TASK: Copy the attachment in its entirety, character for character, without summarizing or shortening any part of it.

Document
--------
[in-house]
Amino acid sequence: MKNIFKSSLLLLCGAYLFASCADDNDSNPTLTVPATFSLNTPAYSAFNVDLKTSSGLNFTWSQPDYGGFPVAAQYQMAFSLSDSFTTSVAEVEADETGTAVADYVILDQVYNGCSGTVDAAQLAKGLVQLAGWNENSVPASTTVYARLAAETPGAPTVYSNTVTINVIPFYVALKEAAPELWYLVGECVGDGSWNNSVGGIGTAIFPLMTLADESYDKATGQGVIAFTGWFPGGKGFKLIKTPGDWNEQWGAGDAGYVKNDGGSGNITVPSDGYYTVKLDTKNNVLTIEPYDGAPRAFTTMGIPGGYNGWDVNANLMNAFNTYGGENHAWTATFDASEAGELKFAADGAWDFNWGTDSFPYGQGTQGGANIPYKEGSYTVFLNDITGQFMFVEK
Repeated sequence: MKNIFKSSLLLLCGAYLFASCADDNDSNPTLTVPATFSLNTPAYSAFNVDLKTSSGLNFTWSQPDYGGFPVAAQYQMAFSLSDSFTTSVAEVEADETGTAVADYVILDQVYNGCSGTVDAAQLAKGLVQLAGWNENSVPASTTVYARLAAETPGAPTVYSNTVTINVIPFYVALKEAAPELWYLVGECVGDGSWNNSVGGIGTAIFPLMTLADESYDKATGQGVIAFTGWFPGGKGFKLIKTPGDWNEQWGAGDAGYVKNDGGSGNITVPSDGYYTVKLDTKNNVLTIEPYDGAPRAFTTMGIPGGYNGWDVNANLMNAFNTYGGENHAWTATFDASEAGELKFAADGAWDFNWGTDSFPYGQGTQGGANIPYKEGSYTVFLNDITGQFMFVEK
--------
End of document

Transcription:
[in-house]
Amino acid sequence: MKNIFKSSLLLLCGAYLFASCADDNDSNPTLTVPATFSLNTPAYSAFNVDLKTSSGLNFTWSQPDYGGFPVAAQYQMAFSLSDSFTTSVAEVEADETGTAVADYVILDQVYNGCSGTVDAAQLAKGLVQLAGWNENSVPASTTVYARLAAETPGAPTVYSNTVTINVIPFYVALKEAAPELWYLVGECVGDGSWNNSVGGIGTAIFPLMTLADESYDKATGQGVIAFTGWFPGGKGFKLIKTPGDWNEQWGAGDAGYVKNDGGSGNITVPSDGYYTVKLDTKNNVLTIEPYDGAPRAFTTMGIPGGYNGWDVNANLMNAFNTYGGENHAWTATFDASEAGELKFAADGAWDFNWGTDSFPYGQGTQGGANIPYKEGSYTVFLNDITGQFMFVEK
Repeated sequence: MKNIFKSSLLLLCGAYLFASCADDNDSNPTLTVPATFSLNTPAYSAFNVDLKTSSGLNFTWSQPDYGGFPVAAQYQMAFSLSDSFTTSVAEVEADETGTAVADYVILDQVYNGCSGTVDAAQLAKGLVQLAGWNENSVPASTTVYARLAAETPGAPTVYSNTVTINVIPFYVALKEAAPELWYLVGECVGDGSWNNSVGGIGTAIFPLMTLADESYDKATGQGVIAFTGWFPGGKGFKLIKTPGDWNEQWGAGDAGYVKNDGGSGNITVPSDGYYTVKLDTKNNVLTIEPYDGAPRAFTTMGIPGGYNGWDVNANLMNAFNTYGGENHAWTATFDASEAGELKFAADGAWDFNWGTDSFPYGQGTQGGANIPYKEGSYTVFLNDITGQFMFVEK